Saturday, 31 January 2015

Plenty to nibble at the Buckingham Canal Society's AGM; CRT wants to manage EA waterways "soon"

At lunchtime we took the boat for a short cruise to the services block at Cosgrove to empty the Elsan. The wind was fairly strong and behind us. While there we topped up the water and had lunch while the tank filled. Even with my newly kink-free hose it took a long time - well, time enough for us to have lunch. The wind assisted us round above the lock, and we returned to the marina. To get back on our berth stern first I usually reverse in from the canal as our mooring is, conveniently, directly in line with the marina entrance. On this occasion, however, I went in nose first, overshooting the pontoon, then allowed the wind to catch the front and bring the boat round. I then let the wind blow us sideways until we were in line with the pontoon, then reversed in. At this stage, of course, the nose carried on moving in the direction of the wind, and so we ended up nudging the next-door boat a bit, but I was pleased to get back into position without too many problems.

On the trip we saw lots of geese (Canada?) They didn't fancy being in the water at the same time as us, and scarpered off up the piling and onto the field.

This evening we went to the AGM of the Buckingham Canal Society. We joined the BCS a year or so ago after I encountered a small work party doing some test digging on the line of the canal. One of the party, sensing my interest, handed me a joining form which he happened to have in his pocket. I was impressed then that the BCS was so well geared up to attracting new people; I was even more impressed this evening when that same person - a committee member (or "trustee" as they now seem to be called) - remembered me from that chance meeting.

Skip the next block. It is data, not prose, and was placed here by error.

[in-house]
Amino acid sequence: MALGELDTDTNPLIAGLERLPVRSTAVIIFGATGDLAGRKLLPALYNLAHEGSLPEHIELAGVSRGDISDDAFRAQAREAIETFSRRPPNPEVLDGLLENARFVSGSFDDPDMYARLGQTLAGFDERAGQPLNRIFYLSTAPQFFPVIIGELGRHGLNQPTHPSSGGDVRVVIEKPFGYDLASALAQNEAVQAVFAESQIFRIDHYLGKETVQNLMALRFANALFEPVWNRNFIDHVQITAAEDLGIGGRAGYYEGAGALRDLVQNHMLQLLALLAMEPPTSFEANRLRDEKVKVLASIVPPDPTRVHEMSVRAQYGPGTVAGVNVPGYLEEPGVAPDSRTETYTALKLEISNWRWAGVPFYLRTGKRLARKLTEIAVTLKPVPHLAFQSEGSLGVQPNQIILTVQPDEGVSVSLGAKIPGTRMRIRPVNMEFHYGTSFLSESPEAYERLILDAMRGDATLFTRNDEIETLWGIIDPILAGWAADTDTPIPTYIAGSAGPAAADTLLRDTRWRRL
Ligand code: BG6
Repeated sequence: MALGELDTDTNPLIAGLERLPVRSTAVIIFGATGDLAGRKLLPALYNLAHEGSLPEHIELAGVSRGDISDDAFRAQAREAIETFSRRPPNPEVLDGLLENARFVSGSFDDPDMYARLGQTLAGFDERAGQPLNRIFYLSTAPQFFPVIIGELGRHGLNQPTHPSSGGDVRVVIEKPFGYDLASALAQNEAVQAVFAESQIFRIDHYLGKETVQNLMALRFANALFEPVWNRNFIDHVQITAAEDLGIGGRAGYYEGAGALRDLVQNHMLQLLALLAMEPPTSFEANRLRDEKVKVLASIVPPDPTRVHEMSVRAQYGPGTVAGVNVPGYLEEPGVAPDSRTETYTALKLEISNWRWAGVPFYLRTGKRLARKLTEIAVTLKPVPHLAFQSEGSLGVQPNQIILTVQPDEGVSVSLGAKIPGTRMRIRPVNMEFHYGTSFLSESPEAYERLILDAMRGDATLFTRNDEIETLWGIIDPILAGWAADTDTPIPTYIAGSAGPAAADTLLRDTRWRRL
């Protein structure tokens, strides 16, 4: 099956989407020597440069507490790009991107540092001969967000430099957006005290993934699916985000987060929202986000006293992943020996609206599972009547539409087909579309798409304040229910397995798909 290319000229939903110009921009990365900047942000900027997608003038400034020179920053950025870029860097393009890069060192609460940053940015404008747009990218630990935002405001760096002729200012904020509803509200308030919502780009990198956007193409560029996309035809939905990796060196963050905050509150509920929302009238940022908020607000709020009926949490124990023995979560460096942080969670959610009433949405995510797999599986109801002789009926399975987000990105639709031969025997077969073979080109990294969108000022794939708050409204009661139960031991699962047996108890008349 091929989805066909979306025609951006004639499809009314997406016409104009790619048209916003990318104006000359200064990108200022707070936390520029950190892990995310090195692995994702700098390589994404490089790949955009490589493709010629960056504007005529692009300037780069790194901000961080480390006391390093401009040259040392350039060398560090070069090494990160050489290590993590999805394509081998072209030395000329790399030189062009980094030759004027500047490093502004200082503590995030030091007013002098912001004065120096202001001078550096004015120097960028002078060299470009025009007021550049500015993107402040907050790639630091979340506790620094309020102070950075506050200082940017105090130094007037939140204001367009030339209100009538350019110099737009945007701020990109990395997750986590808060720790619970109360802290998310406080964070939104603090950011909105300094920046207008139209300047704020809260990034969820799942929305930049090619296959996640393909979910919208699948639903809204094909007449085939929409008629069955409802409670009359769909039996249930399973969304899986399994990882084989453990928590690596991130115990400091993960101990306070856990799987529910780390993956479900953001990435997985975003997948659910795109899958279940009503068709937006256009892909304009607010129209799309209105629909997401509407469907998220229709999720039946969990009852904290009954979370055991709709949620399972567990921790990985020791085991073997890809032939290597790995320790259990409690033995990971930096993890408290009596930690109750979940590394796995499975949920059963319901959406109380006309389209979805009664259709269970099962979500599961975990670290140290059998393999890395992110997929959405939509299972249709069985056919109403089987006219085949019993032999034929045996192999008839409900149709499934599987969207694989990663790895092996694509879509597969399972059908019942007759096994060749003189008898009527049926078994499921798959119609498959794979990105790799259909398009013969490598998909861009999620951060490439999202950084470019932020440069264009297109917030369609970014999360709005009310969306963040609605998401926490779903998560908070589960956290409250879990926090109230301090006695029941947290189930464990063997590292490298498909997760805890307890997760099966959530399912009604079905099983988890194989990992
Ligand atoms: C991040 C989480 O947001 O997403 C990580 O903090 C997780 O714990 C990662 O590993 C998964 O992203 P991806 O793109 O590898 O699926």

The business of the meeting was concluded fairly swiftly, then it was half time when we were invited to partake of the refreshments laid out on tables at the back of the room. We half regretted having already eaten tea as there was a feast of vol-au-vents (vols-au-vent?), olives, spicy sausage slices, sandwiches, cheese etc. There was wine too, but I stuck to fruit juice as I was driving.

After being called back to our seats it was time for a talk by Richard Parry, the CEO of the Canal and River Trust. He took us rapidly through a series of slides full of facts and figures. I think he was trying to show how CRT is committed to canal restoration as well as maintenance, but I'm afraid the presentation went on too long and there were too many slides with not enough time to take everything in.

Perhaps the most useful part was the question-and-answer session at the end, where Mr Parry came across as a real human being, genuinely interested in people's questions and trying to answer honestly without corporate-speak. The chairman of the meeting wound up the session all too soon, but I managed to talk to the CRT boss afterwards. I asked him how negotiations regarding the Environment Agency were going; Richard Parry replied that things had come to rather a standstill at the moment, but it was CRT's intention to "take over" the management of EA's waterways without having to be responsible for the major structures such as weirs and flood controls. Mr Parry said that when the Canal and River Trust took over from British Waterways it was the intention that CRT would be looking after EA's waterways within six months. Now that timescale has slipped, apparently - according to Mr Parry - because there didn't seem to be any will for it within the ranks of the civil service. We cannot expect any progress on that front before the General Election, Mr Parry said, but CRT is very keen that it should happen.

Meanwhile I'm going to have to get a short-term EA licence if we're to attend the Northampton boat gathering this summer.

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